The 2013 Inspiring City Street Art London Review of the Year
This year has seen some real quality street art around the environs of London with the East End in particular playing host to some of the Worlds best artists. Combined with the home grown talent who regularly add their mark to the walls of the capital, it makes for an eclectic mix.
For Inspiring City, the end of 2013 marks the first full year of this blog. In that time I’ve been able to document the ever changing walls of city, speak to many of the artists and visit many of the shows and exhibitions which pop up around this area. So far the blog has achieved just short of 40,000 views and hopefully provides a valuable resource for finding out a few of the Inspiring things about London. It has even built a decent little following and I am so very grateful for the contributions of everyone who reads and who interact with the blog in some way or another either on wordpress, facebook, email, twitter, instagram, tumblr or pinterest. It keeps the blog going and it keeps me on my feet.
So without further ado here we have the Inspiring City review of 2013 with some great art and some great artists, here’s to an equally inspiring 2014.
The year started with a bit of a bang when Italian artist Alice Pasquini visited town painting a number of murals, a regular visitor to the area she has a lovely whymsical style and her portraits are always a treat to come across. The other big artist present on the London streets in January was Sheffield’s Phlegm, one of the biggest street artists in the UK, an illustrator who paints big fantastical characters. His village Underground wall was the first of the year and was spectacular. This wall, painted by big name artists from around the world has been organised by Street Art London and has become one of the must see spots on the street art tour of Shoreditch.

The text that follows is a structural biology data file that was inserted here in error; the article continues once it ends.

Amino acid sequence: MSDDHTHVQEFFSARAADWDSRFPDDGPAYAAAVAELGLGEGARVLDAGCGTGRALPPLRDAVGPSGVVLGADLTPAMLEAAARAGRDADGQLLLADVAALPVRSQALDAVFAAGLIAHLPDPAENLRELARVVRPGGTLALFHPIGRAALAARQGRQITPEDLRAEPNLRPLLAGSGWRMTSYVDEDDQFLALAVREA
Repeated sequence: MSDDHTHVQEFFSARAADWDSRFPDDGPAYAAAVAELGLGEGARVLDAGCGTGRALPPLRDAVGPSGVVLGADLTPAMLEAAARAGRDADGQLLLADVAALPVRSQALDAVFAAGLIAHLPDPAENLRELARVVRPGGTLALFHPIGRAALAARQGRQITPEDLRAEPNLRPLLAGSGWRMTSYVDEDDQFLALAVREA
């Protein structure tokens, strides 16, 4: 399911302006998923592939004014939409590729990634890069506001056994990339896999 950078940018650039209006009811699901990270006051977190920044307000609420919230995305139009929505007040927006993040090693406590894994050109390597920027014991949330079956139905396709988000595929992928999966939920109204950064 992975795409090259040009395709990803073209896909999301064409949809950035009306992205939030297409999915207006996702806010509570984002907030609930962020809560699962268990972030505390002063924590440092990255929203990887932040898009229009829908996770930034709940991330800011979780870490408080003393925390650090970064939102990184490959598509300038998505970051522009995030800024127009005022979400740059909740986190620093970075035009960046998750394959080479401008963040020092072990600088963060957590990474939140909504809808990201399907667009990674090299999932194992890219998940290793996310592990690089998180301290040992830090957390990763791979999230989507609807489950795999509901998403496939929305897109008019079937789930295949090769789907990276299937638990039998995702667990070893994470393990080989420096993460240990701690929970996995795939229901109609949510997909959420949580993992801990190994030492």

For me one of the the biggest moments of the year was in February and was again at the Village Underground wall when local artist Stik collaborated with Frenchman Thierry Noir to produce one of the pieces of the year. It was a tour de force by Street Art London to get these two together and I remember waiting around in the cold to watch them finish. Noir stuck around for a bit and painted a number of walls in the area, he was famous for painting the Berlin Wall with his unique characters before it fell and when it was really quite risky to do so.
Another French artist also visited town this month was Christian Guemy, sometimes better known by his tag C215. In the same vein as Alice Pasquini he produces stencil portraits which are pretty special. Unfortunately he found his work falling victim to vandalism by people who either didn’t like him or his work and they were quickly tagged over.
As a final treat and to continue the French based theme of the month, London based trio Animaux Circus painted the hoardings on the side of Great Eastern Street with an elaborate marriage proposal. The three designers specialise in brightly coloured illustrations and their work is great to see. It got a good response and they have continued to make bright fun murals throughout the year.
March was a bit of a quiet month for the blog but there were some highlights including the next Village Underground wall to catch the eye from the Rolling People, renowned for their elaborate pop-cartoon style and big murals. The Great Eastern Street hoardings also got another bright facelift from David Shillinglaw and local based artist Benjamin Murphy put on a solo exhibition of his tape art at the Bear Gallery.